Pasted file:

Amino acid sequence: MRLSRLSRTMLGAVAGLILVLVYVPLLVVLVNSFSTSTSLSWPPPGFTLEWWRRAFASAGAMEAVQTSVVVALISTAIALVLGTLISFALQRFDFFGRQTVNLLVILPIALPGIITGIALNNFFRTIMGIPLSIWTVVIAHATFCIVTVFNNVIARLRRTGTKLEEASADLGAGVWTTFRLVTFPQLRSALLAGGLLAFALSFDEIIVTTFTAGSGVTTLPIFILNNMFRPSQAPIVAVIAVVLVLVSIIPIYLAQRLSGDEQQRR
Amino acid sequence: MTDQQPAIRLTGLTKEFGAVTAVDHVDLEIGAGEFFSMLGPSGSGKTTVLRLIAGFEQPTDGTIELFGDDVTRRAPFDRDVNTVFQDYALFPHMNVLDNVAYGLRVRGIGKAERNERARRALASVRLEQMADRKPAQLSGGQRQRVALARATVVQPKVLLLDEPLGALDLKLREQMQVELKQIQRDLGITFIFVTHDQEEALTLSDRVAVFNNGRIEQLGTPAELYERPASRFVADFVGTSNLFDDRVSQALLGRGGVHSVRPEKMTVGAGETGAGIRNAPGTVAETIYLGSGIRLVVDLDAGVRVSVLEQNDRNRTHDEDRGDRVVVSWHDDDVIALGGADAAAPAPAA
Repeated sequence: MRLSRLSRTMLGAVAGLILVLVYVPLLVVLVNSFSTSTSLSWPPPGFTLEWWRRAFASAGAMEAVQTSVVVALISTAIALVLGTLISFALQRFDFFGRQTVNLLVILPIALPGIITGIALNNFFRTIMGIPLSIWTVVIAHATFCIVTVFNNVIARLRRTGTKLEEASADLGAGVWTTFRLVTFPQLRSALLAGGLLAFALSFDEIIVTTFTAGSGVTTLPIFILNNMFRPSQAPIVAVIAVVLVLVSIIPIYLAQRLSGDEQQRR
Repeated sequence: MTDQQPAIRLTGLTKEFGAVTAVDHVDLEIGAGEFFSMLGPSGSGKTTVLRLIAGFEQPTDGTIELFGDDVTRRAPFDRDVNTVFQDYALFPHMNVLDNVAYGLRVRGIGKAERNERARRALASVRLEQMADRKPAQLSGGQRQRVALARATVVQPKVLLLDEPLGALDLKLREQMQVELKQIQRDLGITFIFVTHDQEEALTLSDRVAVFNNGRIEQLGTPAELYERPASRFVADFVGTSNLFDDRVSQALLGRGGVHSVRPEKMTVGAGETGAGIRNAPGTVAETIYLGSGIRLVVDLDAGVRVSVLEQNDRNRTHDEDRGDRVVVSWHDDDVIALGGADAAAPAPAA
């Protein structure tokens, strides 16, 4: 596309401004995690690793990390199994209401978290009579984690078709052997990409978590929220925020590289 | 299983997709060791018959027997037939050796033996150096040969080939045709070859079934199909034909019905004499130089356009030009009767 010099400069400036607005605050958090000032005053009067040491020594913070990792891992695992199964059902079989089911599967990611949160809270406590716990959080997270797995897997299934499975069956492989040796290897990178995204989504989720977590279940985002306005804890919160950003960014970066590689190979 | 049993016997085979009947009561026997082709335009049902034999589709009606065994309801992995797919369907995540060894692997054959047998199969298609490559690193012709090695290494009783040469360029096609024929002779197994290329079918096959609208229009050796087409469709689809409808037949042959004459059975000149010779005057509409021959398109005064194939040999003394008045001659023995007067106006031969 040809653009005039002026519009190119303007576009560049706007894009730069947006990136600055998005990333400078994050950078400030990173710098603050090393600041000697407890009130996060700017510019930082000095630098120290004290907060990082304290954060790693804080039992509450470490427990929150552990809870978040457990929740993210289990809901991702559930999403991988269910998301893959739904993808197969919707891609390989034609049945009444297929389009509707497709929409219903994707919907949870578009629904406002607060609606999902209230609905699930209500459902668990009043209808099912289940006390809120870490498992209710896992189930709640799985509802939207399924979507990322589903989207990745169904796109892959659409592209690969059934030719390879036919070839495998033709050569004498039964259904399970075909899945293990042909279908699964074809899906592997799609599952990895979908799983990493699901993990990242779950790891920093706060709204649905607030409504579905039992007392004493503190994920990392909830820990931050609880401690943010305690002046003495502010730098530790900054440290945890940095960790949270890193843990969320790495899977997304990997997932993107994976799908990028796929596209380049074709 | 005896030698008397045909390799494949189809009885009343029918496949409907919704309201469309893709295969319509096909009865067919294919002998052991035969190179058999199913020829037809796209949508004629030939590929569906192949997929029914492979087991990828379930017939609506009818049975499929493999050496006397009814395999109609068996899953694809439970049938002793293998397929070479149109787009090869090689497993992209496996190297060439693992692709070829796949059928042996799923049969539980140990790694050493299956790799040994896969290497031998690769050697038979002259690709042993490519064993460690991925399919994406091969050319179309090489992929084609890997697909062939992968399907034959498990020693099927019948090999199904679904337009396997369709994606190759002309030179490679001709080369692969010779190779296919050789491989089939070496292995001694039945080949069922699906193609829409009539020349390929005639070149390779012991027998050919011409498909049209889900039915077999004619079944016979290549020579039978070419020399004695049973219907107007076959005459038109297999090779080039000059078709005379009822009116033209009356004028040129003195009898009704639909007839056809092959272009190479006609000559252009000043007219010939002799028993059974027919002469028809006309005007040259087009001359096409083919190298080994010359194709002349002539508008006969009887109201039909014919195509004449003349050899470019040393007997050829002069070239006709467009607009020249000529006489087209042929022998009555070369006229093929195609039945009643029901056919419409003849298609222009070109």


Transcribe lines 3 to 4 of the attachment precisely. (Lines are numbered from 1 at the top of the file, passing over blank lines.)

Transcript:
Repeated sequence: MRLSRLSRTMLGAVAGLILVLVYVPLLVVLVNSFSTSTSLSWPPPGFTLEWWRRAFASAGAMEAVQTSVVVALISTAIALVLGTLISFALQRFDFFGRQTVNLLVILPIALPGIITGIALNNFFRTIMGIPLSIWTVVIAHATFCIVTVFNNVIARLRRTGTKLEEASADLGAGVWTTFRLVTFPQLRSALLAGGLLAFALSFDEIIVTTFTAGSGVTTLPIFILNNMFRPSQAPIVAVIAVVLVLVSIIPIYLAQRLSGDEQQRR
Repeated sequence: MTDQQPAIRLTGLTKEFGAVTAVDHVDLEIGAGEFFSMLGPSGSGKTTVLRLIAGFEQPTDGTIELFGDDVTRRAPFDRDVNTVFQDYALFPHMNVLDNVAYGLRVRGIGKAERNERARRALASVRLEQMADRKPAQLSGGQRQRVALARATVVQPKVLLLDEPLGALDLKLREQMQVELKQIQRDLGITFIFVTHDQEEALTLSDRVAVFNNGRIEQLGTPAELYERPASRFVADFVGTSNLFDDRVSQALLGRGGVHSVRPEKMTVGAGETGAGIRNAPGTVAETIYLGSGIRLVVDLDAGVRVSVLEQNDRNRTHDEDRGDRVVVSWHDDDVIALGGADAAAPAPAA